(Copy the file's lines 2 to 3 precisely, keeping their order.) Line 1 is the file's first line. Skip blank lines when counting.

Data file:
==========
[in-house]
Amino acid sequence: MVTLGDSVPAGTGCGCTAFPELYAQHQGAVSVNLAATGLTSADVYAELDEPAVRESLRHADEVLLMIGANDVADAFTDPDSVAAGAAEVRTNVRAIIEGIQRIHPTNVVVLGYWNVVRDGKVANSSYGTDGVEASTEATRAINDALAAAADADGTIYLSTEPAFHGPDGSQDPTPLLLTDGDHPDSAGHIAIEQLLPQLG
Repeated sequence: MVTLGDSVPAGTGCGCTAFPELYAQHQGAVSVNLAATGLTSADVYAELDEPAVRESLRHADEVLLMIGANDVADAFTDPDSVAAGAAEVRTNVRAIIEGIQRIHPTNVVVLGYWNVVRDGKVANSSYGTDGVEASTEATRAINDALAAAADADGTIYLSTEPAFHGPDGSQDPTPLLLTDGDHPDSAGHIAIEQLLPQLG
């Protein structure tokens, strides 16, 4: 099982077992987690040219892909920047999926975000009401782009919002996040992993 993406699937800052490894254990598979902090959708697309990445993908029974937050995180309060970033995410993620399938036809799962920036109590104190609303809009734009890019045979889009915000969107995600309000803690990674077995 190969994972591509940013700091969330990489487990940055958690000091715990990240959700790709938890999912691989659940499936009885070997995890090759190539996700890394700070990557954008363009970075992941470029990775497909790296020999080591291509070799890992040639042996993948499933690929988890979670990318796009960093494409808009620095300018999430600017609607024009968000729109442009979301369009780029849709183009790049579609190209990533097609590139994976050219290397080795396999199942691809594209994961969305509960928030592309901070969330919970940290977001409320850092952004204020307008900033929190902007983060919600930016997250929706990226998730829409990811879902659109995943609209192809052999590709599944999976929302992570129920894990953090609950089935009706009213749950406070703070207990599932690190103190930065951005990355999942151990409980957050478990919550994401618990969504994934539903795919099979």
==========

Amino acid sequence: MVTLGDSVPAGTGCGCTAFPELYAQHQGAVSVNLAATGLTSADVYAELDEPAVRESLRHADEVLLMIGANDVADAFTDPDSVAAGAAEVRTNVRAIIEGIQRIHPTNVVVLGYWNVVRDGKVANSSYGTDGVEASTEATRAINDALAAAADADGTIYLSTEPAFHGPDGSQDPTPLLLTDGDHPDSAGHIAIEQLLPQLG
Repeated sequence: MVTLGDSVPAGTGCGCTAFPELYAQHQGAVSVNLAATGLTSADVYAELDEPAVRESLRHADEVLLMIGANDVADAFTDPDSVAAGAAEVRTNVRAIIEGIQRIHPTNVVVLGYWNVVRDGKVANSSYGTDGVEASTEATRAINDALAAAADADGTIYLSTEPAFHGPDGSQDPTPLLLTDGDHPDSAGHIAIEQLLPQLG